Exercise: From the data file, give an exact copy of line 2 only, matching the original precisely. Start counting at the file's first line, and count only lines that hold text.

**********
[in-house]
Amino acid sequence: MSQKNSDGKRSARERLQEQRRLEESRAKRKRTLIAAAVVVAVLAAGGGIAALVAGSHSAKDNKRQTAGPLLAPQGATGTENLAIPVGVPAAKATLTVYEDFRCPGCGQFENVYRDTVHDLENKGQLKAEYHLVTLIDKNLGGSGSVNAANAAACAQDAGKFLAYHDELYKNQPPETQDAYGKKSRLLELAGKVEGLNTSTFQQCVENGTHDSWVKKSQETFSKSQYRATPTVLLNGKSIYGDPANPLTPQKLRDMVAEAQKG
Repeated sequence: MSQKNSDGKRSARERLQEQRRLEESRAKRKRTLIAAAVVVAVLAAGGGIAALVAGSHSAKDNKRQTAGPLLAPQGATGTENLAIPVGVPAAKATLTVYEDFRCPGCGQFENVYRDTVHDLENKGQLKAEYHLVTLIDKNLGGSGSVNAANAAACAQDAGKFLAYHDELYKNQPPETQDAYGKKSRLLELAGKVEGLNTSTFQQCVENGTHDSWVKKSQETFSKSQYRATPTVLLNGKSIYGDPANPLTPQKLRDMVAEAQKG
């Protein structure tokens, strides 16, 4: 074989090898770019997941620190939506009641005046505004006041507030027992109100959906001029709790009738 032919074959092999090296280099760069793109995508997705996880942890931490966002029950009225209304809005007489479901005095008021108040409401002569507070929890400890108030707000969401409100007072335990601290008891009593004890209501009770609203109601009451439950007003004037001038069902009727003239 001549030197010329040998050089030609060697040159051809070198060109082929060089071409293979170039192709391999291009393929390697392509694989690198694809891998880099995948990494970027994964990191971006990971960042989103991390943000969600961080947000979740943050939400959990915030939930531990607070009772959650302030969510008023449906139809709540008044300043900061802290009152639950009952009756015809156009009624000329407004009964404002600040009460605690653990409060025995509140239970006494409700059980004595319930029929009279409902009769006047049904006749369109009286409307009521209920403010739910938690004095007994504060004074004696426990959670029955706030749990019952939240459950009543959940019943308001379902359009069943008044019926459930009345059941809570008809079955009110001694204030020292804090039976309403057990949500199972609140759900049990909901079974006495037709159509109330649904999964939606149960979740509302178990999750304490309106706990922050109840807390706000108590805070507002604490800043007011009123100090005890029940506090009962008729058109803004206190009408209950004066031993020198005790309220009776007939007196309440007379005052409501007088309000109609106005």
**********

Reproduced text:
Amino acid sequence: MSQKNSDGKRSARERLQEQRRLEESRAKRKRTLIAAAVVVAVLAAGGGIAALVAGSHSAKDNKRQTAGPLLAPQGATGTENLAIPVGVPAAKATLTVYEDFRCPGCGQFENVYRDTVHDLENKGQLKAEYHLVTLIDKNLGGSGSVNAANAAACAQDAGKFLAYHDELYKNQPPETQDAYGKKSRLLELAGKVEGLNTSTFQQCVENGTHDSWVKKSQETFSKSQYRATPTVLLNGKSIYGDPANPLTPQKLRDMVAEAQKG